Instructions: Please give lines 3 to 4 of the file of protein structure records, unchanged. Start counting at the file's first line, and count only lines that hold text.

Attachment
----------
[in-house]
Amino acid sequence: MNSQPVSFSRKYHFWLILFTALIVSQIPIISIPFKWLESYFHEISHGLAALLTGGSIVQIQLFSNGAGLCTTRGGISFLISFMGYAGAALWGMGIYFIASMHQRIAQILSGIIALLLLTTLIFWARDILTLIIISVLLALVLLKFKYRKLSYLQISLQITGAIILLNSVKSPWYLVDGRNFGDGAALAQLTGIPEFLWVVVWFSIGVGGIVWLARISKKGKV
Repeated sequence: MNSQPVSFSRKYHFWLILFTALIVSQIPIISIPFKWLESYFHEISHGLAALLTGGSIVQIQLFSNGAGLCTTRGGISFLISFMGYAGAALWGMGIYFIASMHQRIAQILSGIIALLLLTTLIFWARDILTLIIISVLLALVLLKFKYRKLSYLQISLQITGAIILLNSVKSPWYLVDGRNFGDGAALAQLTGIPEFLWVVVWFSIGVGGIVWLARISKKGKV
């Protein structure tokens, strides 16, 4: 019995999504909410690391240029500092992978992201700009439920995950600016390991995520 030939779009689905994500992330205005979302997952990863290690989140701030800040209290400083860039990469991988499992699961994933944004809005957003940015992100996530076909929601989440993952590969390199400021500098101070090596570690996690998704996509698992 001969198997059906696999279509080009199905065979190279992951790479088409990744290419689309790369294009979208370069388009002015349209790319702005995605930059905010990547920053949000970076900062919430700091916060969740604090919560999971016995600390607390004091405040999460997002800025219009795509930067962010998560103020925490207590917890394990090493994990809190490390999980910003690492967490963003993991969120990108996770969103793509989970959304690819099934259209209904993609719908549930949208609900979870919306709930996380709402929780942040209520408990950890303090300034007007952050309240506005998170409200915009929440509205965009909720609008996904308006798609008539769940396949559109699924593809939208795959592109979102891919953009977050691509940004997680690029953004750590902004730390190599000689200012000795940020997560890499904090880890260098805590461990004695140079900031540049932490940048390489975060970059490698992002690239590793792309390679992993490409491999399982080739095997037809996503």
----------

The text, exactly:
Repeated sequence: MNSQPVSFSRKYHFWLILFTALIVSQIPIISIPFKWLESYFHEISHGLAALLTGGSIVQIQLFSNGAGLCTTRGGISFLISFMGYAGAALWGMGIYFIASMHQRIAQILSGIIALLLLTTLIFWARDILTLIIISVLLALVLLKFKYRKLSYLQISLQITGAIILLNSVKSPWYLVDGRNFGDGAALAQLTGIPEFLWVVVWFSIGVGGIVWLARISKKGKV
């Protein structure tokens, strides 16, 4: 019995999504909410690391240029500092992978992201700009439920995950600016390991995520 030939779009689905994500992330205005979302997952990863290690989140701030800040209290400083860039990469991988499992699961994933944004809005957003940015992100996530076909929601989440993952590969390199400021500098101070090596570690996690998704996509698992 001969198997059906696999279509080009199905065979190279992951790479088409990744290419689309790369294009979208370069388009002015349209790319702005995605930059905010990547920053949000970076900062919430700091916060969740604090919560999971016995600390607390004091405040999460997002800025219009795509930067962010998560103020925490207590917890394990090493994990809190490390999980910003690492967490963003993991969120990108996770969103793509989970959304690819099934259209209904993609719908549930949208609900979870919306709930996380709402929780942040209520408990950890303090300034007007952050309240506005998170409200915009929440509205965009909720609008996904308006798609008539769940396949559109699924593809939208795959592109979102891919953009977050691509940004997680690029953004750590902004730390190599000689200012000795940020997560890499904090880890260098805590461990004695140079900031540049932490940048390489975060970059490698992002690239590793792309390679992993490409491999399982080739095997037809996503």